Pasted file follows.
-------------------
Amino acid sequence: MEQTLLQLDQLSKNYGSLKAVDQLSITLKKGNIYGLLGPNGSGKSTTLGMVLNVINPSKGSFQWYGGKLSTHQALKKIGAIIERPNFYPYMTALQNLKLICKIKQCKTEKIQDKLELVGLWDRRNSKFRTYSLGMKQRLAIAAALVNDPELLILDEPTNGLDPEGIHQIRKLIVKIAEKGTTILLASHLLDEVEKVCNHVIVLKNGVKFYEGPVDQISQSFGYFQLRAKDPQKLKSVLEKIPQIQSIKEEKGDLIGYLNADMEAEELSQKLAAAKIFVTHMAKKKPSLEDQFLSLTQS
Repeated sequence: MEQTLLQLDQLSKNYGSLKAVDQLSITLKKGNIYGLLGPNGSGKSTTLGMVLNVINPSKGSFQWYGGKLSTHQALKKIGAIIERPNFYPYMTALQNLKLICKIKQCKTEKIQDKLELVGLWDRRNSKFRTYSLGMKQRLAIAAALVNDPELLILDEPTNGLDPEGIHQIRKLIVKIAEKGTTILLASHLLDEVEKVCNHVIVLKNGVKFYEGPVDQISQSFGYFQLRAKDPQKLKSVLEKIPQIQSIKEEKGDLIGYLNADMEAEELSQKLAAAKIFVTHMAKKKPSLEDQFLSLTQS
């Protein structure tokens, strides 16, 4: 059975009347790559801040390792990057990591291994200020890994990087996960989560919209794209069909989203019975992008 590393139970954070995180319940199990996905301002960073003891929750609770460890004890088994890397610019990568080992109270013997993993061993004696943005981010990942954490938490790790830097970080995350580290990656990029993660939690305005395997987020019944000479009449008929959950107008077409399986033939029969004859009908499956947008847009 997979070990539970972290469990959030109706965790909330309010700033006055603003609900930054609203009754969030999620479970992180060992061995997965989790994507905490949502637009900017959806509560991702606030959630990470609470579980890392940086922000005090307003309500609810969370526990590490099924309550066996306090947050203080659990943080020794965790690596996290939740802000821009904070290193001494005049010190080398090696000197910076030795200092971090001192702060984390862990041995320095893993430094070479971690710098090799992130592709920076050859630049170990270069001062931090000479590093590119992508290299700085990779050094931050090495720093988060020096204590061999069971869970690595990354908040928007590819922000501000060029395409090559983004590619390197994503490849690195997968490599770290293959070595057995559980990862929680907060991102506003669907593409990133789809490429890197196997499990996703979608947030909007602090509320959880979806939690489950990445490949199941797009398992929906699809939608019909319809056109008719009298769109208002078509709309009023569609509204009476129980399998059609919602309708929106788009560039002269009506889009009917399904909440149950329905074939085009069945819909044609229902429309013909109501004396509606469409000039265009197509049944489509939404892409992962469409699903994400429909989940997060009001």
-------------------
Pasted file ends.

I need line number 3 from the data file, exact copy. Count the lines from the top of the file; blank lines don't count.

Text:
């Protein structure tokens, strides 16, 4: 059975009347790559801040390792990057990591291994200020890994990087996960989560919209794209069909989203019975992008 590393139970954070995180319940199990996905301002960073003891929750609770460890004890088994890397610019990568080992109270013997993993061993004696943005981010990942954490938490790790830097970080995350580290990656990029993660939690305005395997987020019944000479009449008929959950107008077409399986033939029969004859009908499956947008847009 997979070990539970972290469990959030109706965790909330309010700033006055603003609900930054609203009754969030999620479970992180060992061995997965989790994507905490949502637009900017959806509560991702606030959630990470609470579980890392940086922000005090307003309500609810969370526990590490099924309550066996306090947050203080659990943080020794965790690596996290939740802000821009904070290193001494005049010190080398090696000197910076030795200092971090001192702060984390862990041995320095893993430094070479971690710098090799992130592709920076050859630049170990270069001062931090000479590093590119992508290299700085990779050094931050090495720093988060020096204590061999069971869970690595990354908040928007590819922000501000060029395409090559983004590619390197994503490849690195997968490599770290293959070595057995559980990862929680907060991102506003669907593409990133789809490429890197196997499990996703979608947030909007602090509320959880979806939690489950990445490949199941797009398992929906699809939608019909319809056109008719009298769109208002078509709309009023569609509204009476129980399998059609919602309708929106788009560039002269009506889009009917399904909440149950329905074939085009069945819909044609229902429309013909109501004396509606469409000039265009197509049944489509939404892409992962469409699903994400429909989940997060009001």